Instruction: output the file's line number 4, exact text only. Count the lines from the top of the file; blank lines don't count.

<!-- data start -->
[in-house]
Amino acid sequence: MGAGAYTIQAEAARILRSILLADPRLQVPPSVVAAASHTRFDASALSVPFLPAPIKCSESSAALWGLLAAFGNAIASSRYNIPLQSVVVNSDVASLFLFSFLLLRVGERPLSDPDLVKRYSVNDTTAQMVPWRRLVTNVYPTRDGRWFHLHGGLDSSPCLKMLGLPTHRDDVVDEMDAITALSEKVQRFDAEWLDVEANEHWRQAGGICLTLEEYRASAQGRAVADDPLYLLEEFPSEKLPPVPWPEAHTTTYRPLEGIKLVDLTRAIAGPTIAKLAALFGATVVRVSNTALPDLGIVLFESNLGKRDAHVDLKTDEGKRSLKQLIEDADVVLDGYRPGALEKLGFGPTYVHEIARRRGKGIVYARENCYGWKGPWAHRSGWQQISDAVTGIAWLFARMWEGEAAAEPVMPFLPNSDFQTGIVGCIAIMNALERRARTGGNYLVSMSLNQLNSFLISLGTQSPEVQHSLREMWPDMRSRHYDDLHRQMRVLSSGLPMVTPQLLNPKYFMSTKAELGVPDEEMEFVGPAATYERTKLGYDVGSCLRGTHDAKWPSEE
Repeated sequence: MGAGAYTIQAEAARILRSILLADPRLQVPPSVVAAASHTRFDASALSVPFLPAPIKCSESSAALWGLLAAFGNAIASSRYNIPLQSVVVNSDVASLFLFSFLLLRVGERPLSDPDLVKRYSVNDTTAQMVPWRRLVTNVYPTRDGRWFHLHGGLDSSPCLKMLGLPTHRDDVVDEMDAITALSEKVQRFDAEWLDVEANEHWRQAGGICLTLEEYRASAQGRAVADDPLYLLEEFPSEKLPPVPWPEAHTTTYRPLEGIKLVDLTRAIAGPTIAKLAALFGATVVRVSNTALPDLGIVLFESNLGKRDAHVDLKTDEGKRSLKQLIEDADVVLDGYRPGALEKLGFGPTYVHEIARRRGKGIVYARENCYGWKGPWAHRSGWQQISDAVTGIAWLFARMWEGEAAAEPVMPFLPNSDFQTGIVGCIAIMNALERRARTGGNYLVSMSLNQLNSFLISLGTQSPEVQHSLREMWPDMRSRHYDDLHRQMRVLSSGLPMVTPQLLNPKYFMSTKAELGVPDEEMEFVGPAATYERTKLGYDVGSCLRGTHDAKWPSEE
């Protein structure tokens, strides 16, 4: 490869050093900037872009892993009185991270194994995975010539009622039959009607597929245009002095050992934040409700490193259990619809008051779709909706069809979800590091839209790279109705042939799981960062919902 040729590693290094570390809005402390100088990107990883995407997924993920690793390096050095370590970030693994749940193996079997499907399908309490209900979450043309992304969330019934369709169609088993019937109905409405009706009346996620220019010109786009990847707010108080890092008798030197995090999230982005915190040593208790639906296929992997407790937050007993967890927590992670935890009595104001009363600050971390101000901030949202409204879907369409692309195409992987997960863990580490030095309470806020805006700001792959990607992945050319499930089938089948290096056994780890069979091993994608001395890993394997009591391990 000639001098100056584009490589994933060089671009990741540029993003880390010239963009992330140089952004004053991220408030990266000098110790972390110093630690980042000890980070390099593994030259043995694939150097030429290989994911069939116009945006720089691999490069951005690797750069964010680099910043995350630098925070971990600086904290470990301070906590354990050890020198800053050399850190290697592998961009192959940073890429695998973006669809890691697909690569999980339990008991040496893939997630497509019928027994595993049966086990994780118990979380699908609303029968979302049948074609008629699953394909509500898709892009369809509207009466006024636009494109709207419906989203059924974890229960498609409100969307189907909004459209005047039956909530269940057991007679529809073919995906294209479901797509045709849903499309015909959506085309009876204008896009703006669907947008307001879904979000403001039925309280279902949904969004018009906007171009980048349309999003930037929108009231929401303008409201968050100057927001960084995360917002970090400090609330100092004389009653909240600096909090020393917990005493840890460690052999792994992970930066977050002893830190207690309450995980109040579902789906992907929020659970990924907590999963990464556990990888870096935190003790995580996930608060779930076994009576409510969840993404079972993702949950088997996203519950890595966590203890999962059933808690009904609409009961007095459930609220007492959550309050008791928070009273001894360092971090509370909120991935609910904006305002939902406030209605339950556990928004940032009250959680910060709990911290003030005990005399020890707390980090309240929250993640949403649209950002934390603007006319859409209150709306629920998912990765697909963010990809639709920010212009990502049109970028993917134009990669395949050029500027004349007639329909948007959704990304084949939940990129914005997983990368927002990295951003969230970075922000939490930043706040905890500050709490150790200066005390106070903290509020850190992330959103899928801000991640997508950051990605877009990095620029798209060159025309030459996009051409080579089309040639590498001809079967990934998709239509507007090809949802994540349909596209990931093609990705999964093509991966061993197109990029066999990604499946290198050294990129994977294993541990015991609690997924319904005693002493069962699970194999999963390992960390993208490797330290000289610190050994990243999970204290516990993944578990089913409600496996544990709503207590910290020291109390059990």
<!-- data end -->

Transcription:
């Protein structure tokens, strides 16, 4: 490869050093900037872009892993009185991270194994995975010539009622039959009607597929245009002095050992934040409700490193259990619809008051779709909706069809979800590091839209790279109705042939799981960062919902 040729590693290094570390809005402390100088990107990883995407997924993920690793390096050095370590970030693994749940193996079997499907399908309490209900979450043309992304969330019934369709169609088993019937109905409405009706009346996620220019010109786009990847707010108080890092008798030197995090999230982005915190040593208790639906296929992997407790937050007993967890927590992670935890009595104001009363600050971390101000901030949202409204879907369409692309195409992987997960863990580490030095309470806020805006700001792959990607992945050319499930089938089948290096056994780890069979091993994608001395890993394997009591391990 000639001098100056584009490589994933060089671009990741540029993003880390010239963009992330140089952004004053991220408030990266000098110790972390110093630690980042000890980070390099593994030259043995694939150097030429290989994911069939116009945006720089691999490069951005690797750069964010680099910043995350630098925070971990600086904290470990301070906590354990050890020198800053050399850190290697592998961009192959940073890429695998973006669809890691697909690569999980339990008991040496893939997630497509019928027994595993049966086990994780118990979380699908609303029968979302049948074609008629699953394909509500898709892009369809509207009466006024636009494109709207419906989203059924974890229960498609409100969307189907909004459209005047039956909530269940057991007679529809073919995906294209479901797509045709849903499309015909959506085309009876204008896009703006669907947008307001879904979000403001039925309280279902949904969004018009906007171009980048349309999003930037929108009231929401303008409201968050100057927001960084995360917002970090400090609330100092004389009653909240600096909090020393917990005493840890460690052999792994992970930066977050002893830190207690309450995980109040579902789906992907929020659970990924907590999963990464556990990888870096935190003790995580996930608060779930076994009576409510969840993404079972993702949950088997996203519950890595966590203890999962059933808690009904609409009961007095459930609220007492959550309050008791928070009273001894360092971090509370909120991935609910904006305002939902406030209605339950556990928004940032009250959680910060709990911290003030005990005399020890707390980090309240929250993640949403649209950002934390603007006319859409209150709306629920998912990765697909963010990809639709920010212009990502049109970028993917134009990669395949050029500027004349007639329909948007959704990304084949939940990129914005997983990368927002990295951003969230970075922000939490930043706040905890500050709490150790200066005390106070903290509020850190992330959103899928801000991640997508950051990605877009990095620029798209060159025309030459996009051409080579089309040639590498001809079967990934998709239509507007090809949802994540349909596209990931093609990705999964093509991966061993197109990029066999990604499946290198050294990129994977294993541990015991609690997924319904005693002493069962699970194999999963390992960390993208490797330290000289610190050994990243999970204290516990993944578990089913409600496996544990709503207590910290020291109390059990």